MRI initially provided two types of images
MRI initially provided two types of images, designated T1 and T2. For brain tumors, the former generally showed a well-demarcated area of low density, and the latter showed bright whiteness that encompassed a more extensive region owing to the signal of the surrounding brain edema. With the availability for general usage in 1988 of gadolinium contrast for MRI, a new set of criteria of usage and differential diagnostic considerations in brain imaging have quickly evolved. T1 gadolinium imaging is the most precise way to image a brain tumor, and patients can often be followed up during and after treatment with that type of study alone. Such an approach is easier for patients because it reduces the length of time otherwise spent on T2 scanning. Now and then, T2 images are useful. For example, T2 images, besides showing the extent of edema, also delineate the demyelinating effects of radiation on white matter. FLAIR images, a variant of T1, are even better for this.
GADOLINIUM MRI CHARACTERISTICS OF BRAIN TUMORS
|Metastases||These are remarkably variable.
Some enhance brightly and solidly with gadolonium. Others are in ring
configuration. Many are invisible with contrast CT.
|Acoustic neuromas||These are invariably intensely
contrasted by gadolinium, even more reliably than by CT.
|Meningiomas||Same as for acoustic neuromas.|
|Pituitary adenomas||These always enhance less than
the normal pituitary gland. MRI is superior in every way to CT,
especially when thin slices and magnified views are ordered.
|Glioblastoma||These are almost always in ring
|Anaplastic astrocytomas||These are sometimes solidly
bright; they are often patchy, may be noncontrasting, and may look like
|Low-grade astrocytomas||These do not enhance. They are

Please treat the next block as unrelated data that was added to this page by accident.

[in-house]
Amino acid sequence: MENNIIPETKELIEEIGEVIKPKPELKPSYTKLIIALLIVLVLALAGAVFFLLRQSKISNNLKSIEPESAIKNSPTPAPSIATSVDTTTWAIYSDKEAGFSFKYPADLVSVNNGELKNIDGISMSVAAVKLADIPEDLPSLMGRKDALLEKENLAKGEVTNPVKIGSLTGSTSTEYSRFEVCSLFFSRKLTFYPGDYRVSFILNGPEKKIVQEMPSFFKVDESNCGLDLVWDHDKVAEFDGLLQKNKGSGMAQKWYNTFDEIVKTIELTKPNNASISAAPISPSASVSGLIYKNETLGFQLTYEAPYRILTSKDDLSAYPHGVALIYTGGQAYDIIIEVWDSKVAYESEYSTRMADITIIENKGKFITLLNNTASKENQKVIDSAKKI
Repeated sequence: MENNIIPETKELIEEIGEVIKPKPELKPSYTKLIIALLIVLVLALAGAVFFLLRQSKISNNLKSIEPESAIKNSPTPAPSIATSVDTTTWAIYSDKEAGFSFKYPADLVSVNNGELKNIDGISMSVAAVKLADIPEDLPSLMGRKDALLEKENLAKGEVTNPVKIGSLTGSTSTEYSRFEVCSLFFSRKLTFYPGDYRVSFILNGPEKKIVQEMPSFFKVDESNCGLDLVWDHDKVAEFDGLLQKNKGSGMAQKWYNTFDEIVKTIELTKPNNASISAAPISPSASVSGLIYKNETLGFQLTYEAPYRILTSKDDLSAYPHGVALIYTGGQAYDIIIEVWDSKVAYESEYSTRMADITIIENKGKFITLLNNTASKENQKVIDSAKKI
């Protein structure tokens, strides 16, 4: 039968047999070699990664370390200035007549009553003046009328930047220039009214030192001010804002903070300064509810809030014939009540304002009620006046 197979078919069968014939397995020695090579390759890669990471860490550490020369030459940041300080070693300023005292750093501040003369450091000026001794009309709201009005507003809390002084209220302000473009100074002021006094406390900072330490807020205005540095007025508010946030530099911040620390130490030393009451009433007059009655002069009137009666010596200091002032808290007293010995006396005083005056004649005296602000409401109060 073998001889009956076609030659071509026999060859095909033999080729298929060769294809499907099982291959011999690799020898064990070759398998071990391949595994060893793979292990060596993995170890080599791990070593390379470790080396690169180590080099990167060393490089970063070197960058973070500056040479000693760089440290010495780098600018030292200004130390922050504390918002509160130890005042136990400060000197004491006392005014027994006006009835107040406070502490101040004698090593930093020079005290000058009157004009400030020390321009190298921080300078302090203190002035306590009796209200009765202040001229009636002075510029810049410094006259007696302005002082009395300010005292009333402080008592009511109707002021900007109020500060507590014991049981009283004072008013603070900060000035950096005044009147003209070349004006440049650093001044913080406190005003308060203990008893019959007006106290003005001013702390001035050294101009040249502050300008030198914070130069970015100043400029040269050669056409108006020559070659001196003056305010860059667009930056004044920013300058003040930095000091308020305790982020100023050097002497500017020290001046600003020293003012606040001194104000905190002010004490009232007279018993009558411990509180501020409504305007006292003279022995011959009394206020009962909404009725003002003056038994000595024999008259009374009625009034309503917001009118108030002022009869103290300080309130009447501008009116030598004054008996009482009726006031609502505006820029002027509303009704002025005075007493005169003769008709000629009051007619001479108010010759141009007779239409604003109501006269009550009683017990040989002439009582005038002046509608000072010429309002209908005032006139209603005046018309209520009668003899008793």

often invisible by CT or are imaged only as vague low density.
|Oligodendrogliomas||These generally do not enhance
unless anaplastic and are often invisible on CT unless they are
|Primary brain lymphomas||These usually exhibit
homogeneous enhancement and are smoothly rounded. Periventricular
location is common. They are multiple in about a fourth of cases. This
lesion does not often look like glioblastoma but is easily mistaken for
metastases if multiple.
Cerebral angiography seldom is used in the diagnosis of brain tumors. In a few circumstances, neurosurgeons, in preparation for surgery, require a more precise knowledge of the pattern and position of blood vessels, which can be obtained only by angiography. The procedure is also used to embolize highly vascular meningiomas or to study cerebral dominance by injection of barbiturate into the carotid artery (the Wada test) in left-handed individuals who are to have surgery near language areas. Preoperative determination of cerebral localization helps surgeons to plan the extent of surgery and to avoid creation of postoperative language deficits in the patient.
Examination of the spinal fluid has limited indication in the diagnosis of brain tumors. One is to rule out an inflammatory disorder mimicking a brain tumor. Another is to establish the diagnosis of benign intracranial hypertension in patients with uninformative MRIs. In addition, spinal fluid cytology may be useful for determining instances of malignant meningitis secondary to metastatic neoplasms in association with spinal spread of medulloblastoma in some children and in identifying primary lymphomas of the brain in cases in which MRI changes are ambiguous.
The routine electroencephalogram (EEG) has no role in the diagnosis of brain tumors and does not assist in the choice of anticonvulsant drugs for patients with brain tumor. However, specialized intraoperative neurophysiologic techniques, such as depth electrode studies and intraoperative monitoring, may be useful in identifying and removing epileptogenic areas adjacent to brain tumors or to avoid resection of critical brain regions adjacent to tumors.
Positron emission tomography (PET) is able to quantify biochemical functions, such as oxygen and glucose utilization, within tumors as well as in normal brain tissue. PET scanning is a powerful research tool of limited availability for routine clinical purposes. Its spatial resolution is inferior to that of both CT and MR. In patients with brain tumors who develop recurrent symptoms after radiation therapy, PET can differentiate, with about 70% accuracy, radiation-induced injury from tumor recurrences. These disorders often appear identical on MRI.